Officers in the Kentucky State University police department would have lost $3,100 in annual pay if officials hadn’t terminated Belinda Baker’s employment.
KSU jeopardized its participation in the Kentucky Law Enforcement Foundation Program Fund by appointing Baker as interim director of University Safety and Security Affairs, according to correspondence obtained by The State Journal.
A letter to KSU President Mary Sias dated March 14 said Baker is not authorized to act as a police officer in Kentucky — “not authorized” was underlined in the letter.
“I must also advise you that in the event the University chooses to continue to allow Ms. Baker to act as chief of police, additional steps will be taken to remove the KSU Police Department from the KLEFP fund,” Dana Todd, legal counsel to the Department of Criminal Justice Training and the Kentucky Law Enforcement Council, wrote in the letter.
The fund pays each officer a $3,100 stipend per year so long as the department remains compliant with Peace Officer Professional Standards.
State law outlines 17 minimum requirements to be a certified police officer in Kentucky.
Some are minor, like being a U.S. citizen and possessing a valid driver’s license. Others require testing of agility and psychological suitability. To be certified in Kentucky, an officer must also not have had certification permanently revoked in another state.
Even after the minimum requirements are met, an officer has no authority or power to act as a police officer in Kentucky until KLEC has verified the certification.
“Ms. Baker has been contacted previously by KLEC to request her immediate submission of documentation to demonstrate her credentials and she has been advised by KLEC Executive
Director Larry D. Ball that she does not have law enforcement authority within the Commonwealth of Kentucky,” Todd wrote in the letter.
“Please accept this letter as a formal notice to you that Ms. Baker has not submitted any of the requested documentation to KLEC to date.”
Baker was originally offered the position of acting chief of police, which requires candidates to be certified law enforcement officers in Kentucky. But her offer was later amended to the position of interim director of University Safety and Security Affairs, which required only the eligibility to become certified.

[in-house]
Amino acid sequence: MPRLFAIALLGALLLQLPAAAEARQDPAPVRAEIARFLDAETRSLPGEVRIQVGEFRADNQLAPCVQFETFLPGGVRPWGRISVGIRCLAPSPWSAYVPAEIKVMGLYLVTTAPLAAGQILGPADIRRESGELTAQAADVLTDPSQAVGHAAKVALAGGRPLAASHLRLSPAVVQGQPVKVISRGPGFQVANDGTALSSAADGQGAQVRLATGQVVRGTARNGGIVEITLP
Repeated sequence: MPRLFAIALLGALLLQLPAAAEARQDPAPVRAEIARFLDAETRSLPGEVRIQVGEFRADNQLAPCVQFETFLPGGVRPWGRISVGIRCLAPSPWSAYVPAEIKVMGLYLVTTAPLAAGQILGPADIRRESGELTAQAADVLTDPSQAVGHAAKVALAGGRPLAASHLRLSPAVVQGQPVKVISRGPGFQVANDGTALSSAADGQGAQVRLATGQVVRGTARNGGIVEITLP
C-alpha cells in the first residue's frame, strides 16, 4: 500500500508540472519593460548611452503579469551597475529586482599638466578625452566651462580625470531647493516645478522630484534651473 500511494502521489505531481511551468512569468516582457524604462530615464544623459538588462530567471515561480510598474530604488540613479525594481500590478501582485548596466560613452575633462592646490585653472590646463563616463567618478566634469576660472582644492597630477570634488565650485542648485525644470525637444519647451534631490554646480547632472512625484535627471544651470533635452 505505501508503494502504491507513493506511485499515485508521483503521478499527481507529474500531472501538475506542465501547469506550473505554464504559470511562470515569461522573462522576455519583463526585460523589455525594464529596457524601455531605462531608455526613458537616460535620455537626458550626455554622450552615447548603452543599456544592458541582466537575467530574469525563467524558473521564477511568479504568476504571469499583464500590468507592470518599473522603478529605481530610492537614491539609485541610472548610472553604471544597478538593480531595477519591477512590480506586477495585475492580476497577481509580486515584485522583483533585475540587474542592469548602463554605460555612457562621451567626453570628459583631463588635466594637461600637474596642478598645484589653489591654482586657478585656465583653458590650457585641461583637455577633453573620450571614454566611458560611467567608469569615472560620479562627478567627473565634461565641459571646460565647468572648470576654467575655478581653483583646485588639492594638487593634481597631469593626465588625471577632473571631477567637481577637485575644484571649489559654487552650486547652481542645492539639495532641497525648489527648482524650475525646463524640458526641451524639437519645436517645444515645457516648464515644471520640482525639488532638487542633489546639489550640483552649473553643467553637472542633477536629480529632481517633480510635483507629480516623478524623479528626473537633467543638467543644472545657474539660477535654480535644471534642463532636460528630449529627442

“Regardless of her announced job title, Ms. Baker is in fact presently acting as the Chief of the University’s police department,” Todd wrote in the letter.
An investigation by DOCJT and KLEC revealed Baker was assigned an unmarked police vehicle equipped with blue emergency lights — a vehicle that, by law, may only be operated by a certified police officer.
In her response to Todd’s letter, Sias said she was not aware of Baker’s lack of certification.
“Please be assured that KSU seeks to remain eligible for participation in the Kentucky Law Enforcement Foundation Program Fund (KLEFPF) and to comply with all KLEC requirements pertaining to police officer certification,” Sias wrote in the letter.
“The stipend support that KLEFPF affords our officers is critical and we are fortunate to have access to this resource.”
Baker was terminated March 31, according to a document obtained by The State Journal.
Todd also admonished Sias for not informing KLEC within five days that former chief Stephanie Bastin had been fired and replaced by Baker.
In a letter dated March 26, Sias assured Todd the university would comply with notification law.
She also noted Barbara Hayes was named acting director of University Safety and Security Affairs, effective March 28. Assistant Chief Tiua Chilton assumed the role of acting director Monday when she returned from a leave of absence.
The situation at KSU was not Baker’s first brush with certification issues. A lawsuit was filed at Delaware State University, where Baker has returned to serve as deputy chief of police.
According to the lawsuit, filed in 2011 by former DSU police officer Stephanie Smith against the university, tension was high in the police department when Baker was issued a handgun despite lacking proper certification.
“Although Baker was hired in the summer of 2006, she was not certified as a police officer under the Delaware Council of Police Training program until April 2009,” according to the court file.
“Under COPT regulations, a person must be certified before carrying a firearm and wearing a badge as a police officer.”
On Oct. 26, 2006, Baker’s supervisor, Department of Public Safety Chief James Overton, issued her a handgun to qualify at the shooting range.
“Smith complained to Overton, and then to COPT administrator Major Harry Downes, that Baker had been permitted to carry a firearm without first receiving the necessary COPT certification,” according to the file.
The role of director of University Safety and Security Affairs has been posted to a job site, although it only requires applicants to be eligible to become a State of Kentucky Certified Law Enforcement Officer.